But, of course, a hotel’s main purpose is to provide a bed for the night, with competition urging hotel operators to outbed each other – and not just in comfort or size. Our room on the 113th floor seems to float in the clouds, thanks in part to the hotel’s flared design, which makes its lower floors larger and the windows gently sloping inwards from floor to ceiling. If you have had enough of the exceptional views, the room is full of gadgets and gizmos, entertainment options and even a bathroom with its own television.

Controls for lighting, airconditioning and curtains are commendably simple and practically positioned. But beyond the luxury fittings and tasteful designs, there is no doubt that at the hotel’s heart is its dedication to personal service in the great tradition of the art of Eastern hospitality.

Speaking of art, the entire Ritz-Carlton Hong Kong is something of an art gallery, with items featured in every area, in every room, in every public space. Spectacular blown-glass vases of differing shapes adorn each room, and decorative panels line the corridors.

After the first few hours of being impressed, I began to look for flaws, my journalistic cynicism tugging at my notepad. I even sent my obliging partner to the ethereal spa on the 116th floor for a 60-minute Balinese massage and a 60-minute facial, but no, she couldn’t fault that either.

I did, in fact, find one flaw – the numbers on the lift buttons are hard to see (without my glasses).

I already knew it would be hard to fault our lunch at Tin Lung Heen, the Cantonese restaurant, because it had been distinguished with a Michelin star. Our lunch began at a window-side table 102 floors up, our table decorated with an extravagant chrysanthemum. We agreed to stick to the theme and took chrysanthemum tea, an unusual, relaxant brew ideal to settle things down. Our excitement thus under wraps, we began the dim sum degustation with steamed pork, prawn and then vegetables, each sublime. The star of the lunch was the pork bun, encased in a light, dry pastry case, which was accompanied by a dark, full-flavoured Puerh tea ripened for 15 years.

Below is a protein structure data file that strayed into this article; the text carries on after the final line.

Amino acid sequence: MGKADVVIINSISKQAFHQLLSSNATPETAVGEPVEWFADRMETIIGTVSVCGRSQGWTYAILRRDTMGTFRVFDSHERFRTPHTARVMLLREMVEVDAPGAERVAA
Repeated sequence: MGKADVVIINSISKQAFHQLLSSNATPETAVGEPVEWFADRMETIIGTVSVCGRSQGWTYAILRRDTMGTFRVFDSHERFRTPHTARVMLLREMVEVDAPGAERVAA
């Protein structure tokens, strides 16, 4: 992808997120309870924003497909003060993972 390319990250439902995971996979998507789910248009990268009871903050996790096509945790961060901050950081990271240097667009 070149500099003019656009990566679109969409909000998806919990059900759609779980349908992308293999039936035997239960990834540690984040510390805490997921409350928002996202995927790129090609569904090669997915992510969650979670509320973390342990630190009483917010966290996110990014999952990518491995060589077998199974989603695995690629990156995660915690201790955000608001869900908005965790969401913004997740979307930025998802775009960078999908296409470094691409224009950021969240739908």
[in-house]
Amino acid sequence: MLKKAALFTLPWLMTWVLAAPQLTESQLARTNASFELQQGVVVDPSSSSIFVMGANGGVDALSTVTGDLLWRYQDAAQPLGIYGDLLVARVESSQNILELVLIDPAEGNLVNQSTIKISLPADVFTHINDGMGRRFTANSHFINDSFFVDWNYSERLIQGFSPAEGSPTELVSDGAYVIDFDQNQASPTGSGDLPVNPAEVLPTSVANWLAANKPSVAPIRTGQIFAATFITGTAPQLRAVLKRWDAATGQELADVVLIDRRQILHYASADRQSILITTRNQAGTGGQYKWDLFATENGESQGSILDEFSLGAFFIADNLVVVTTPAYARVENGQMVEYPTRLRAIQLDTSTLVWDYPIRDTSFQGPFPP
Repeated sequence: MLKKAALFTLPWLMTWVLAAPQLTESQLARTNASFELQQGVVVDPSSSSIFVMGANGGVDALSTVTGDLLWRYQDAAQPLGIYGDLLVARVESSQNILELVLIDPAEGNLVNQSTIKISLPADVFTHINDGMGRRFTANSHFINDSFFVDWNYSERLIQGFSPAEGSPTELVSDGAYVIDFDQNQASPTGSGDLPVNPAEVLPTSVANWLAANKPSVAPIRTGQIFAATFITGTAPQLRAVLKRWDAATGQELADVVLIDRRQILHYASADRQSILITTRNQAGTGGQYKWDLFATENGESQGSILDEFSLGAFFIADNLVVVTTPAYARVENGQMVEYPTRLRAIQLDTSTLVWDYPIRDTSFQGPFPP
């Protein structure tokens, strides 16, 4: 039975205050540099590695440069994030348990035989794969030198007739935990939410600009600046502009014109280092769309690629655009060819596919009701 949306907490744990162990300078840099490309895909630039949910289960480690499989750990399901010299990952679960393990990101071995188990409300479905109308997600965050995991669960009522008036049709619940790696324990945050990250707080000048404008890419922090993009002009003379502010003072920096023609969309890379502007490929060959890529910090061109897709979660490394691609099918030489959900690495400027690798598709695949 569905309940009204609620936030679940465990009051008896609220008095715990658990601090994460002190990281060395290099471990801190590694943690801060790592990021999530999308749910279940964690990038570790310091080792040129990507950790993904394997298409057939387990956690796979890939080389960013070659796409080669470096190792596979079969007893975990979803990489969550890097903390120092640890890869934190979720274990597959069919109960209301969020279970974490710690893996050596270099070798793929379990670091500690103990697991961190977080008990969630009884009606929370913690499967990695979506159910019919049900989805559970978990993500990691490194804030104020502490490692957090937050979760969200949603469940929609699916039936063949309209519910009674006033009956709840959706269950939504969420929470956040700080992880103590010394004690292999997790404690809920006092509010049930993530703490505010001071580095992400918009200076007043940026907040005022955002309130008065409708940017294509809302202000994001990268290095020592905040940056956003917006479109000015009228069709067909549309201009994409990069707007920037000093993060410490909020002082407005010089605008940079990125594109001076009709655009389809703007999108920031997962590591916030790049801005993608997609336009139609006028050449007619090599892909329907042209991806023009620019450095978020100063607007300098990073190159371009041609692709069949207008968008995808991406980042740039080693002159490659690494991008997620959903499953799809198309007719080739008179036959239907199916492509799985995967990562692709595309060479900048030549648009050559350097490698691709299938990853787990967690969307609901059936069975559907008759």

In case you still think the Ritz-Carlton is short of culinary surprises, let us take you (verbally) to the chocolate tasting in Cafe 103 (that makes it easy to remember which floor it’s on). Designed in association with Paris chocolatier Valrhona, this afternoon delight presented us with the opportunity to compare dark, milk and white chocolate samples from the Caribbean with some from the Dominican Republic, each with different cocoa content. Needless to say, there was a wonderful Moscato to match the chocolates.

We should have had a sauna, a gym session and a swim in the infinity pool on the 116th floor to assuage our guilt, but by the time we allowed for room-service supper of a medium-rare cheeseburger and (excellent) French fries, there just wasn’t time.

The writer stayed courtesy of the Ritz-Carlton.

Trip notes

Where International Commercial Centre, 1 Austin Road West, Kowloon, Hong Kong. +852 2263 2263, ritzcarlton苏州美甲培训学校/hongkong.

How much From $HK4400 ($560) for a standard deluxe room.

Top marks Impeccable service and attention to detail.

Black mark Cafe 103 lacks charm and ambience.

Don’t miss Drinks at Ozone, level 118.